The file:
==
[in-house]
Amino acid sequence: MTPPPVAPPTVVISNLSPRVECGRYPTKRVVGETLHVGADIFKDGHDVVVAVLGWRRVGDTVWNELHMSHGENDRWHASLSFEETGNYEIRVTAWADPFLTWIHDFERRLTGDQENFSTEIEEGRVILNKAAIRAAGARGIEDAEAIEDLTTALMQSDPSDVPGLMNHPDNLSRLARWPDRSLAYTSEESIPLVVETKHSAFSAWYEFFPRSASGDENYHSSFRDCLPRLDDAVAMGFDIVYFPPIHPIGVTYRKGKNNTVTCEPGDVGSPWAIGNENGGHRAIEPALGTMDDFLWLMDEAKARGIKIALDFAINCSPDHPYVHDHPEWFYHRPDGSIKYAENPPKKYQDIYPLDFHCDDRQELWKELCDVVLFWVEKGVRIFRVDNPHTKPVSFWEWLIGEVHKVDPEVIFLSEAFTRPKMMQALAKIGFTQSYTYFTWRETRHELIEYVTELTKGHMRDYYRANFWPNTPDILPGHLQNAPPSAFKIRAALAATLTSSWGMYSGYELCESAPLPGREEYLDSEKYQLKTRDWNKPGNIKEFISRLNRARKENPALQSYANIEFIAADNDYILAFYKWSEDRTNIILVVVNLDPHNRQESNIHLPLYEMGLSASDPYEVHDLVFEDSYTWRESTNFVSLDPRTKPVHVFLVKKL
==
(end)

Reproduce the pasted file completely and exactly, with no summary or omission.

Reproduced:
[in-house]
Amino acid sequence: MTPPPVAPPTVVISNLSPRVECGRYPTKRVVGETLHVGADIFKDGHDVVVAVLGWRRVGDTVWNELHMSHGENDRWHASLSFEETGNYEIRVTAWADPFLTWIHDFERRLTGDQENFSTEIEEGRVILNKAAIRAAGARGIEDAEAIEDLTTALMQSDPSDVPGLMNHPDNLSRLARWPDRSLAYTSEESIPLVVETKHSAFSAWYEFFPRSASGDENYHSSFRDCLPRLDDAVAMGFDIVYFPPIHPIGVTYRKGKNNTVTCEPGDVGSPWAIGNENGGHRAIEPALGTMDDFLWLMDEAKARGIKIALDFAINCSPDHPYVHDHPEWFYHRPDGSIKYAENPPKKYQDIYPLDFHCDDRQELWKELCDVVLFWVEKGVRIFRVDNPHTKPVSFWEWLIGEVHKVDPEVIFLSEAFTRPKMMQALAKIGFTQSYTYFTWRETRHELIEYVTELTKGHMRDYYRANFWPNTPDILPGHLQNAPPSAFKIRAALAATLTSSWGMYSGYELCESAPLPGREEYLDSEKYQLKTRDWNKPGNIKEFISRLNRARKENPALQSYANIEFIAADNDYILAFYKWSEDRTNIILVVVNLDPHNRQESNIHLPLYEMGLSASDPYEVHDLVFEDSYTWRESTNFVSLDPRTKPVHVFLVKKL